A beautiful fall morning greeted us upon arrival at the South Carolina Botanical Garden on the campus of Clemson University last Friday.

I pulled into the back parking lot around 10:15 am, excited to finally meet of our good friends and retiring South Carolina State Representative Gary Clary (R-SC-3). We were the first two on the scene of our organized “field trip” co-sponsored by the Audubon Society, designed to show conservative lawmakers the local impacts of climate change.

republicEn.org has organized and hosted several other field trips in the past but this was our first in South Carolina and certainly our first during the ongoing COVID-19 pandemic. However, being outdoors and masked up made the event possible and safe.

Reps. Neal Collins, West Cox and Jason Elliott and were on hand along with myself and our republicEn.org executive director Bob Inglis, who made the short drive over from his home in Travelers Rest, S.C. And we were lucky to have Audubon South Carolina policy director Julia Dietz join us as well.

We got lucky: outgoing Botanical Garden executive director Patrick McMillan is less than a week away from leaving the Upstate to make the cross-country drive west to Washington state where he’s starting a new job in the greater Seattle area.

But as he mentioned to us at the outset, this was his final unofficial swan song at the Botanical Garden. We were fortunate to be on the receiving end of his deep knowledge, passion, and 20 years worth of information.

Patrick started by explaining how many of the plants, trees and particular horticulture had changed at the Botanical Garden due to a 10-degree temperature rise in average winter lows. Hostas and azaleas once dominated the grounds where you’ll now see more agaves and Palmetto trees. Due to climate change, Patrick said, “we had to work within the boundaries the world was setting for us instead of working with the way we wanted to do it.”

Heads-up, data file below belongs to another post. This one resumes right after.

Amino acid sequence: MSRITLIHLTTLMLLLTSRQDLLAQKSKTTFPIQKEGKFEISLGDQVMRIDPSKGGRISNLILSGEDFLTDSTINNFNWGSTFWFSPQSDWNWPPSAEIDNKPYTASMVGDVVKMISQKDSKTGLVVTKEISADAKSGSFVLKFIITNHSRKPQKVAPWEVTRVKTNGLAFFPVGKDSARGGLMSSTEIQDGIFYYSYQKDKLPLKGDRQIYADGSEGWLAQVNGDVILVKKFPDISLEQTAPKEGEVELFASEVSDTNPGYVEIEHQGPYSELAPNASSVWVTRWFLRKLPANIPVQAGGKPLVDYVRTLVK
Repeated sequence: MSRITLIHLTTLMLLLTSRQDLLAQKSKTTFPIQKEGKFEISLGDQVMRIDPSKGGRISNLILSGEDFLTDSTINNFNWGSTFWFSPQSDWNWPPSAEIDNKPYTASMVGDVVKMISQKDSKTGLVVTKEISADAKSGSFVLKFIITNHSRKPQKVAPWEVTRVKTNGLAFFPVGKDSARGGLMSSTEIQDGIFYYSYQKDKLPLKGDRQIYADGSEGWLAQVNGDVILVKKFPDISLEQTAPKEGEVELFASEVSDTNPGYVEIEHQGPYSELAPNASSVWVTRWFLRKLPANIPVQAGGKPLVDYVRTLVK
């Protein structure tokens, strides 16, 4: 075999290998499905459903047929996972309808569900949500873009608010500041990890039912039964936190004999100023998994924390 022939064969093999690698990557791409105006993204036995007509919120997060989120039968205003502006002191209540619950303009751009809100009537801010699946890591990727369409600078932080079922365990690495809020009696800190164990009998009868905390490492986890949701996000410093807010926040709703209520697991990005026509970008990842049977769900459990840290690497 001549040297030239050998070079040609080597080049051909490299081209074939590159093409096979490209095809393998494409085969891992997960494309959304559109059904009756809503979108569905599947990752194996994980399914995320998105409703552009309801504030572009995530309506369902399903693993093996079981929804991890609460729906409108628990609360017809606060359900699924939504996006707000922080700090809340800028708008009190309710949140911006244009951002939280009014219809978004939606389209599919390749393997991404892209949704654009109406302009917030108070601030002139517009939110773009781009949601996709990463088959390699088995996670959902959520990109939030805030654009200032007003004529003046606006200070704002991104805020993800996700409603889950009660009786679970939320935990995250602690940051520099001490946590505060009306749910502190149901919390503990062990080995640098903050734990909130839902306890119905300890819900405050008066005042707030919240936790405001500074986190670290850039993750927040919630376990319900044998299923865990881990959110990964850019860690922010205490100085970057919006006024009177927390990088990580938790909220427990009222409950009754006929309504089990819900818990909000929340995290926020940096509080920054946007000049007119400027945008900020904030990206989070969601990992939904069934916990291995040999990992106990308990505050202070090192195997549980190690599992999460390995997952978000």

In addition, the impact and damage of a devastating 2013 flood caused thousands of dollars of damage. In 2015, another major tropical storm dumped over nine inches of rain. But applying lessons learned two years earlier, Patrick and his team were able to ‘weather the storm’ and save the facility thousands of dollars.

A self-described conservationist, Patrick explained how unique the Southern Blue Ridge Mountains are and the impact of people flocking to the region.

“People want to live here. But something great could be ruined by loving it to death,” he explained. “As a business person, this is a game-changer…this is where people are coming.”

At the other end of the state, he cited a recent news article regarding data from the Rhodium Group (analyzed by ProPublica) that looked at every county in the U.S. to determine the risk of “compounding calamities.” Unfortunately, Beaufort County is No. 1 on the list of counties at the greatest risk of life-altering and life-threatening climate change.

“We have two choices,” Patrick said at the close of our walking tour. “One is a good choice and the other is a bad choice, for us and the longterm.”

As we concluded, I asked each of the invited lawmakers their biggest takeaway from the tour. Listen to this week’s EcoRight Speaks podcast for a full segment on the field trip and reactions from all four conservative lawmakers.